Drowning Prevention Tips

Kids are always ready to toss on their swimming gear and hit the pool. But for parents, a trip to the pool can’t be the carefree adventure it is for kids.

According to the Centers for Disease Control and Prevention, drowning is the leading cause of injury-related death among children ages 1 to 4, and the second cause among kids ages 4 to 14. In 2020, Dayton Children’s emergency department saw 18 patients due to drowning or near drowning. Sadly, three of those patients passed away.

Most people think they will hear a child struggle in the water, but drowning is a silent and swift killer. A child slips under the water normally without a sound, and in less than a minute, suffers irreversible damage. “Kids drown quickly and quietly,” says Lisa Schwing, RN, trauma program manager at Dayton Children’s Hospital. “A drowning child cannot cry or shout for help.”

Here are some tips to make sure your swimming days stay safe this summer:

Designate a water watcher. Most parents supervise their child while swimming — however, they will also admit they are often distracted by other activities. “A supervised child is in sight at all times with your undivided attention on the child,” Schwing says. “When there are children in or near the water, adults should take turns paying undivided attention.” If a parent is the designated watcher, nothing should distract them from the kids in the pool. Put down the cell phone, tune out the conversations around you and focus on the kids in the water. One moment of distraction is not worth a lifetime of regret.

Teach kids to swim. One of the best ways to make your child safer in the water is to make sure they learn good swimming skills. You can start introducing your babies to water when they are about 6 months old.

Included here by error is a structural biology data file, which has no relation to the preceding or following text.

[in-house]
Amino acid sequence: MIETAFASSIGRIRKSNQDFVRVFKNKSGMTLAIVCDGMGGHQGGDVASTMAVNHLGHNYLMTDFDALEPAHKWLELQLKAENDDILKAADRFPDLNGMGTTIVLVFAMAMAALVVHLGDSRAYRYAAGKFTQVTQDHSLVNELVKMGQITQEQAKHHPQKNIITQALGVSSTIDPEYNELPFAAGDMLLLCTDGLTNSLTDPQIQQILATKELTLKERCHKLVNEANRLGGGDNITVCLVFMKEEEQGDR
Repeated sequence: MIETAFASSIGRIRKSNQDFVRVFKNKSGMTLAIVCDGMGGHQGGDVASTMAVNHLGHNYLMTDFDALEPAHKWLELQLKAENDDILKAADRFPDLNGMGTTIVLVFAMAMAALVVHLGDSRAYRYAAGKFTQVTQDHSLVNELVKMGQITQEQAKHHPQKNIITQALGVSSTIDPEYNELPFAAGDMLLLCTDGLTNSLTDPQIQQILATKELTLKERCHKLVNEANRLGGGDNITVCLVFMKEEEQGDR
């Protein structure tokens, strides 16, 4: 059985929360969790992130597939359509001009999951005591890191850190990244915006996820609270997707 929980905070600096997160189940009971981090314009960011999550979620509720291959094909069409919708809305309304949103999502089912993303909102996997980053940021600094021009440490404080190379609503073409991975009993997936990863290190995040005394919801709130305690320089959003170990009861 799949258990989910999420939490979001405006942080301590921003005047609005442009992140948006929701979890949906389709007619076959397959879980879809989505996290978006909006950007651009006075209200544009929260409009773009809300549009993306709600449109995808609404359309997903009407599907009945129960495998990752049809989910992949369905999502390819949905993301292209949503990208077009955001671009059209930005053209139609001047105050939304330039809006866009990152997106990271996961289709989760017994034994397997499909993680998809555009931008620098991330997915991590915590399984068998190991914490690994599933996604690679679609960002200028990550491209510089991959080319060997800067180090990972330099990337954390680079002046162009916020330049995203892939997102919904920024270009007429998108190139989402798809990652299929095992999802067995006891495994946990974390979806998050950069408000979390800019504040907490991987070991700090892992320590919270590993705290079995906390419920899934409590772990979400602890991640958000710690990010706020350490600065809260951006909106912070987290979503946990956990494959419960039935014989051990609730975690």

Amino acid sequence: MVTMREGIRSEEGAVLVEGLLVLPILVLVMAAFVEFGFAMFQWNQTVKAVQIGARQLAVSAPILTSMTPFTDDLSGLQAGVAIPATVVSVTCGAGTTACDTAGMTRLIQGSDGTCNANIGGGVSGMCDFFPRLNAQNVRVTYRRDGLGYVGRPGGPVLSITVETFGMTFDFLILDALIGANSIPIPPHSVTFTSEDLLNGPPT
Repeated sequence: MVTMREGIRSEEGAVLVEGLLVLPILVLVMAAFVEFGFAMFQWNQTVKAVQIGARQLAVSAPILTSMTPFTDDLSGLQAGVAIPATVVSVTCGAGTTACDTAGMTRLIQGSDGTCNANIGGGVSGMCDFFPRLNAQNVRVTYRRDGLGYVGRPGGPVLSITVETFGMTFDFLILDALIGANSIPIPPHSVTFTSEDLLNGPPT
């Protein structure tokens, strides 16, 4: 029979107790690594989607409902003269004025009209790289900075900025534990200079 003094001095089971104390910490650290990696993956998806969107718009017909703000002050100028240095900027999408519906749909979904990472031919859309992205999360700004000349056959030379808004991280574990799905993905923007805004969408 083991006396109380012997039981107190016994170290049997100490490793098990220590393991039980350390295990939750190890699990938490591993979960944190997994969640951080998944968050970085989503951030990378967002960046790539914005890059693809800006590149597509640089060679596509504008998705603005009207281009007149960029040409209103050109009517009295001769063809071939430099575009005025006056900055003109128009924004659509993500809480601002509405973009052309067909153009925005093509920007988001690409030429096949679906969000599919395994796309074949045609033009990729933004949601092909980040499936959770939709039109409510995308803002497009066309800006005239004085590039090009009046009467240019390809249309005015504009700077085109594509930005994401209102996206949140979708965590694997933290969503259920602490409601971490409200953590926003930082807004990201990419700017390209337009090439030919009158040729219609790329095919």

Swimming lessons won’t make your child invincible. There is no substitute for active supervision. Don’t rely on inflatable swimming toys, such as water wings and noodles. These are not approved safety equipment and cannot be used in place of a life jacket.

Other water survival skills your child should know include:
– Stepping into water over their head and returning to the surface
– Being able to float or tread water for one minute
– Turning around in a circle and find an exit
– Swimming 25 yards to exit the water

Never let kids swim alone. Keep young children within arm’s reach of an adult. Older kids still need a buddy in the water with them, too.

Think BRIGHT when buying swimwear. Bright is best when it comes to your child’s swim suit. Colors like white and light blue can disappear in the water, and darker colors can be mistaken for leaves or a shadow in the water. Bright colors, like neon pink and neon orange, are best for increasing visibility.

​Tips for Pools

1. For large backyard pools, install fences or other barriers with locks.
2. For smaller pools, drain after each use.
3. Beware of large, inflatable, above-ground pools. Children may fall in as they lean against the soft side.

Tips for Open Water

1. Watch for hazards. Open water (lakes, rivers, oceans) can have limited visibility, sudden drop-offs, uneven surfaces, currents and undertow.
2. Follow the signs. Use designated swimming areas and recreational areas. Look for posted signs about open water hazards or when lifeguards will be on duty.
3. Wear a U.S. Coast Guard-approved life jacket. Choose one that is right for your child’s weight and water activity.

What to Do In an Emergency

Whenever a child is missing, always check the pool first. If your child has a near-drowning incident, they should be seen in the emergency department and monitored. “Approximately 1% to 2% of children with a submersion event develop a condition called pulmonary edema and produce excessive secretions within 24 hours,” Schwing says. “Seek emergency medical treatment at the first sign of shortness of breath.”

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